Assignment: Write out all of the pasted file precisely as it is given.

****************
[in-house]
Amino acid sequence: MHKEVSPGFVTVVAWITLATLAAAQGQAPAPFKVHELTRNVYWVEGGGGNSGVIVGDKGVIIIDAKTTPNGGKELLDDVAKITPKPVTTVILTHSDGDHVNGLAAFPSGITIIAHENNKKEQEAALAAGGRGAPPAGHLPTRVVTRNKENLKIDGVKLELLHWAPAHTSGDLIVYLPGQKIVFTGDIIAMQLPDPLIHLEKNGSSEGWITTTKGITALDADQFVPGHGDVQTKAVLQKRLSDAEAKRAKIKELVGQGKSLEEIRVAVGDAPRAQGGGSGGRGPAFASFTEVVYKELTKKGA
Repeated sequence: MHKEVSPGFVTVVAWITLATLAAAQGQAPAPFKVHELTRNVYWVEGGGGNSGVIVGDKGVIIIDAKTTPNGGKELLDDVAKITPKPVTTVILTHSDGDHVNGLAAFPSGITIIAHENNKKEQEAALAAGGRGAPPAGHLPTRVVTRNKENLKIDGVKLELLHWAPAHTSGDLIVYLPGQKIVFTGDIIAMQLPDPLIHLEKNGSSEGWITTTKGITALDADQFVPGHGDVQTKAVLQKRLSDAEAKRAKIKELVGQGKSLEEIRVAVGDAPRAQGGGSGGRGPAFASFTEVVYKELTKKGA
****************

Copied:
[in-house]
Amino acid sequence: MHKEVSPGFVTVVAWITLATLAAAQGQAPAPFKVHELTRNVYWVEGGGGNSGVIVGDKGVIIIDAKTTPNGGKELLDDVAKITPKPVTTVILTHSDGDHVNGLAAFPSGITIIAHENNKKEQEAALAAGGRGAPPAGHLPTRVVTRNKENLKIDGVKLELLHWAPAHTSGDLIVYLPGQKIVFTGDIIAMQLPDPLIHLEKNGSSEGWITTTKGITALDADQFVPGHGDVQTKAVLQKRLSDAEAKRAKIKELVGQGKSLEEIRVAVGDAPRAQGGGSGGRGPAFASFTEVVYKELTKKGA
Repeated sequence: MHKEVSPGFVTVVAWITLATLAAAQGQAPAPFKVHELTRNVYWVEGGGGNSGVIVGDKGVIIIDAKTTPNGGKELLDDVAKITPKPVTTVILTHSDGDHVNGLAAFPSGITIIAHENNKKEQEAALAAGGRGAPPAGHLPTRVVTRNKENLKIDGVKLELLHWAPAHTSGDLIVYLPGQKIVFTGDIIAMQLPDPLIHLEKNGSSEGWITTTKGITALDADQFVPGHGDVQTKAVLQKRLSDAEAKRAKIKELVGQGKSLEEIRVAVGDAPRAQGGGSGGRGPAFASFTEVVYKELTKKGA